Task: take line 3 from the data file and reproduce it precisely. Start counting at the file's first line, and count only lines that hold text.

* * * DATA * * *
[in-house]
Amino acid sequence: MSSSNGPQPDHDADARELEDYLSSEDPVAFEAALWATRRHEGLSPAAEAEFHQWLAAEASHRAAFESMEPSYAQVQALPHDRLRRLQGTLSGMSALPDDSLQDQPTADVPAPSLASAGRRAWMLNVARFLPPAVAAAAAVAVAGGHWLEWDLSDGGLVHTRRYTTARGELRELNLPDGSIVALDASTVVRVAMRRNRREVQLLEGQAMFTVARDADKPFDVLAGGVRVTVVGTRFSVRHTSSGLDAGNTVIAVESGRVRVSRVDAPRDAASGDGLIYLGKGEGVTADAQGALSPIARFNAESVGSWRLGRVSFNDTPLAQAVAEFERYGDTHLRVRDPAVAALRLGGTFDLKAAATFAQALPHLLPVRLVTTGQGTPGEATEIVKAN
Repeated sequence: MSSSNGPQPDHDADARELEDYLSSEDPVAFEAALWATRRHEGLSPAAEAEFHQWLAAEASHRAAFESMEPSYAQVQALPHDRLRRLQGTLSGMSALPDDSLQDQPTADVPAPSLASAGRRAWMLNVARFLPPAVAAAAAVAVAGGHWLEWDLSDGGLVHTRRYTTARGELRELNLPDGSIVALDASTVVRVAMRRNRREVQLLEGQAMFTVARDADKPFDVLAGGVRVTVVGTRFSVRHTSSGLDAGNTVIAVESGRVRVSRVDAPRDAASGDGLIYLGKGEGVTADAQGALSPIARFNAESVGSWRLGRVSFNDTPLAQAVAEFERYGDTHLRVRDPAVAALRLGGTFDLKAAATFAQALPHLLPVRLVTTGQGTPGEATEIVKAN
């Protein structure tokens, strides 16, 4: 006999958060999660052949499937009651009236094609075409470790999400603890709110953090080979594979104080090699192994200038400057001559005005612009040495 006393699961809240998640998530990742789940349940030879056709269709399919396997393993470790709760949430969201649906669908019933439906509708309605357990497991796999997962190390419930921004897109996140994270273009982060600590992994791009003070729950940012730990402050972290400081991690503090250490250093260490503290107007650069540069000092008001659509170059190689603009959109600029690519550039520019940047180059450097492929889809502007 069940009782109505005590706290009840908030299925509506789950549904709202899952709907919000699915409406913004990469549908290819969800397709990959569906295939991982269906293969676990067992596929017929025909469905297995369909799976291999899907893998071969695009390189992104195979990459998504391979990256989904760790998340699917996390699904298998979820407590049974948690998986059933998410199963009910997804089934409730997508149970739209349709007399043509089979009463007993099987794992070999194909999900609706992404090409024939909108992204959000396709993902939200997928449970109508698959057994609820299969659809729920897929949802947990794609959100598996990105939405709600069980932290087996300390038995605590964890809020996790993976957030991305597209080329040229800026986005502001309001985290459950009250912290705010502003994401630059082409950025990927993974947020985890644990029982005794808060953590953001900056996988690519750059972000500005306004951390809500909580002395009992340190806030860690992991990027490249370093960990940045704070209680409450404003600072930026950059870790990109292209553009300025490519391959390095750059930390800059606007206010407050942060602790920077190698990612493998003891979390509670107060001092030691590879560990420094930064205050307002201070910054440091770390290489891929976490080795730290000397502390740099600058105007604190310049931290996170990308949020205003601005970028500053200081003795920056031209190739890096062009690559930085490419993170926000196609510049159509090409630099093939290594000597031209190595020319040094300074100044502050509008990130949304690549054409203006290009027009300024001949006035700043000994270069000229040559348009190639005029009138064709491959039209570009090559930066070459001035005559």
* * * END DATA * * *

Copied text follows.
Repeated sequence: MSSSNGPQPDHDADARELEDYLSSEDPVAFEAALWATRRHEGLSPAAEAEFHQWLAAEASHRAAFESMEPSYAQVQALPHDRLRRLQGTLSGMSALPDDSLQDQPTADVPAPSLASAGRRAWMLNVARFLPPAVAAAAAVAVAGGHWLEWDLSDGGLVHTRRYTTARGELRELNLPDGSIVALDASTVVRVAMRRNRREVQLLEGQAMFTVARDADKPFDVLAGGVRVTVVGTRFSVRHTSSGLDAGNTVIAVESGRVRVSRVDAPRDAASGDGLIYLGKGEGVTADAQGALSPIARFNAESVGSWRLGRVSFNDTPLAQAVAEFERYGDTHLRVRDPAVAALRLGGTFDLKAAATFAQALPHLLPVRLVTTGQGTPGEATEIVKAN